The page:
Rep. Steve Cohen’s news conference in which he bafflingly tried to explain his deleted tweet to pop icon Cyndi Lauper was more than just a Friday diversion — it was truly an oddball event for the ages.
The spectacle might have been wacky, but it has precedent.
History is littered with examples of lawmakers holding news conferences to address embarrassing or strange issues. Basically, these are the kinds of events that give P.R. types nightmares.
Think of then-Rep. Anthony Weiner’s news conference in which he finally confessed (after previous denials) that the undie-clad man in a photograph he had tweeted was him. The circus-like event included lewd heckling and a cameo by conservative blogger Andrew Breitbart, who commandeered the podium for nearly 15 minutes before the New York Democrat appeared.
And former GOP presidential nominee Mike Huckabee hosted an odd event in late 2007 when he scheduled a news conference to unveil an attack ad against his rival, former Massachusetts governor Mitt Romney. Huckabee arrived at the news conference only to announce that he wouldn’t be airing the ad — but then proceeded to show it to the assembled media anyway.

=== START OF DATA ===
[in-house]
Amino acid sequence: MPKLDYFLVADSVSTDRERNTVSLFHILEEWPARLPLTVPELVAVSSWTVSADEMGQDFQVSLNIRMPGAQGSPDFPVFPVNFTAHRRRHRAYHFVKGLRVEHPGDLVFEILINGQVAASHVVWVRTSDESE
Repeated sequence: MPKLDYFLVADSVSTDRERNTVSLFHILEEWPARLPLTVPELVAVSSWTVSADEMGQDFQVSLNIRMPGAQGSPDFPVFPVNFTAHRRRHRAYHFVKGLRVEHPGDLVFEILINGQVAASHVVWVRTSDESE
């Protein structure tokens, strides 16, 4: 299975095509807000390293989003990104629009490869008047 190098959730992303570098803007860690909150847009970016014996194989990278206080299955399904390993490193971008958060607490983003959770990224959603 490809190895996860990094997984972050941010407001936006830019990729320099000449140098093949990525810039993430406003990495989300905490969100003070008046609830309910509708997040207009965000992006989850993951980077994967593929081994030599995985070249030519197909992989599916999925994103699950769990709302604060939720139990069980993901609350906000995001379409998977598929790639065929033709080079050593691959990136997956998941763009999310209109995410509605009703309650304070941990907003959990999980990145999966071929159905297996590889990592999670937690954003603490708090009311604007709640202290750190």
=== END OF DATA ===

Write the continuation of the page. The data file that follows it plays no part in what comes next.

Reporters could be heard laughing.
And our favorite example isn’t a news conference, per se, but rather a public statement issued by a lawmaker’s office. The story, which our colleague Karen Tumulty recalled, goes like this: In 1994, Sen. Howell Heflin (D-Ala.) was dining with reporters in the Senate restaurant. As he spoke, he reached into his pocket for a hanky, but instead, pulled out a pair of women’s underwear.
Afterward, his office issued this statement, which might go down in history as the best congressional document ever (a copy of which Tumulty keeps as a souvenir): “I mistakenly picked up a pair of my wife’s white panties and put them in my pocket while I was rushing out the door to go to work. Rather than take a chance on being embarrassed again, I’m going to start buying colored handkerchiefs.”